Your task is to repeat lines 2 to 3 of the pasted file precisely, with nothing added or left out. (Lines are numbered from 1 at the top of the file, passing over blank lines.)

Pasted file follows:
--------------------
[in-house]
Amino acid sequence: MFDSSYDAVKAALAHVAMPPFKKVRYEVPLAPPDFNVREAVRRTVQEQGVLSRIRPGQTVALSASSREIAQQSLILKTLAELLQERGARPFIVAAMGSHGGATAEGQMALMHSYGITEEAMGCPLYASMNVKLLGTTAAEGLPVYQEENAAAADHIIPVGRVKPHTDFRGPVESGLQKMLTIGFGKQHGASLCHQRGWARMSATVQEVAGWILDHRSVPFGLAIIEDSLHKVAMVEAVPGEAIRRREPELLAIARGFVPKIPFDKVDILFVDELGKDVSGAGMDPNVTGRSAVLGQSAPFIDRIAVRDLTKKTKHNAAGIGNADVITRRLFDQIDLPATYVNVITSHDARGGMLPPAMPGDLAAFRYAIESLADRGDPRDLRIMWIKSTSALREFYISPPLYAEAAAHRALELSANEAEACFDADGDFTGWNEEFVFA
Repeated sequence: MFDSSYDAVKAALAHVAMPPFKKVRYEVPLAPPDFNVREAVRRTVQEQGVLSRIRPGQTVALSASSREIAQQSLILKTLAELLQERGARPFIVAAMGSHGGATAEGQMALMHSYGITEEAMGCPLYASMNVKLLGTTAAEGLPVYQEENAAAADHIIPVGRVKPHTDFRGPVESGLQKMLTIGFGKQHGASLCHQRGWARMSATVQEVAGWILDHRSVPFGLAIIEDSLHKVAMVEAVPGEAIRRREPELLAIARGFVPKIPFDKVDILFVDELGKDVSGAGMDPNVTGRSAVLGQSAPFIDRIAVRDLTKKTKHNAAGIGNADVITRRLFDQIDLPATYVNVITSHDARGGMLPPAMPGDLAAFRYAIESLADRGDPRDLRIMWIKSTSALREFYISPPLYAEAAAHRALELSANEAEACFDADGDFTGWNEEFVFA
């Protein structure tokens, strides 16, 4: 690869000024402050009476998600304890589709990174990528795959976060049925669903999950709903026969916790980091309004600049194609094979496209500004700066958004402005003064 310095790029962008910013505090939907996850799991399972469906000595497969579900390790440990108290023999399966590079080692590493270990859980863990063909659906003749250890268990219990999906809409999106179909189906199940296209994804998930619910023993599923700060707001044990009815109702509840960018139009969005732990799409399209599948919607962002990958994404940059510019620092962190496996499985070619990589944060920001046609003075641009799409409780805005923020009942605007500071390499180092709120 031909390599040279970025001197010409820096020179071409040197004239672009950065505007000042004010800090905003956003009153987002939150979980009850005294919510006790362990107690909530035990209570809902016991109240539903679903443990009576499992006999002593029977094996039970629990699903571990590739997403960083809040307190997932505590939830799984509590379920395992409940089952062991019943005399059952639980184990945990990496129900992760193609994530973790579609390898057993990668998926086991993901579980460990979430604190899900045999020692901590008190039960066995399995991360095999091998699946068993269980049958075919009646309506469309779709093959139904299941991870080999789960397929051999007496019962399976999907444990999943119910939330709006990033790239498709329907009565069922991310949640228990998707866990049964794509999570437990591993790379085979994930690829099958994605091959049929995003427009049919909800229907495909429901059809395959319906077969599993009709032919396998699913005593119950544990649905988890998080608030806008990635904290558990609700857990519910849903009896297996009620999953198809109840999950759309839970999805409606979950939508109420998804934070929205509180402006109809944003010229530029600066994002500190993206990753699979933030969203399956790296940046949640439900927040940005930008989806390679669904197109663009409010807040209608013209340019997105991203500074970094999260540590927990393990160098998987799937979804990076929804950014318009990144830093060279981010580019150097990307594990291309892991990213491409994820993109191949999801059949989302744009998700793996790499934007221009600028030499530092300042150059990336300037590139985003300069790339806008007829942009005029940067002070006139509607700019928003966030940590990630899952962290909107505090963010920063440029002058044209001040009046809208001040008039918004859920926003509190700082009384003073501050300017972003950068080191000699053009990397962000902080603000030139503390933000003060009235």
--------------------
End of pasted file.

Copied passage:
Amino acid sequence: MFDSSYDAVKAALAHVAMPPFKKVRYEVPLAPPDFNVREAVRRTVQEQGVLSRIRPGQTVALSASSREIAQQSLILKTLAELLQERGARPFIVAAMGSHGGATAEGQMALMHSYGITEEAMGCPLYASMNVKLLGTTAAEGLPVYQEENAAAADHIIPVGRVKPHTDFRGPVESGLQKMLTIGFGKQHGASLCHQRGWARMSATVQEVAGWILDHRSVPFGLAIIEDSLHKVAMVEAVPGEAIRRREPELLAIARGFVPKIPFDKVDILFVDELGKDVSGAGMDPNVTGRSAVLGQSAPFIDRIAVRDLTKKTKHNAAGIGNADVITRRLFDQIDLPATYVNVITSHDARGGMLPPAMPGDLAAFRYAIESLADRGDPRDLRIMWIKSTSALREFYISPPLYAEAAAHRALELSANEAEACFDADGDFTGWNEEFVFA
Repeated sequence: MFDSSYDAVKAALAHVAMPPFKKVRYEVPLAPPDFNVREAVRRTVQEQGVLSRIRPGQTVALSASSREIAQQSLILKTLAELLQERGARPFIVAAMGSHGGATAEGQMALMHSYGITEEAMGCPLYASMNVKLLGTTAAEGLPVYQEENAAAADHIIPVGRVKPHTDFRGPVESGLQKMLTIGFGKQHGASLCHQRGWARMSATVQEVAGWILDHRSVPFGLAIIEDSLHKVAMVEAVPGEAIRRREPELLAIARGFVPKIPFDKVDILFVDELGKDVSGAGMDPNVTGRSAVLGQSAPFIDRIAVRDLTKKTKHNAAGIGNADVITRRLFDQIDLPATYVNVITSHDARGGMLPPAMPGDLAAFRYAIESLADRGDPRDLRIMWIKSTSALREFYISPPLYAEAAAHRALELSANEAEACFDADGDFTGWNEEFVFA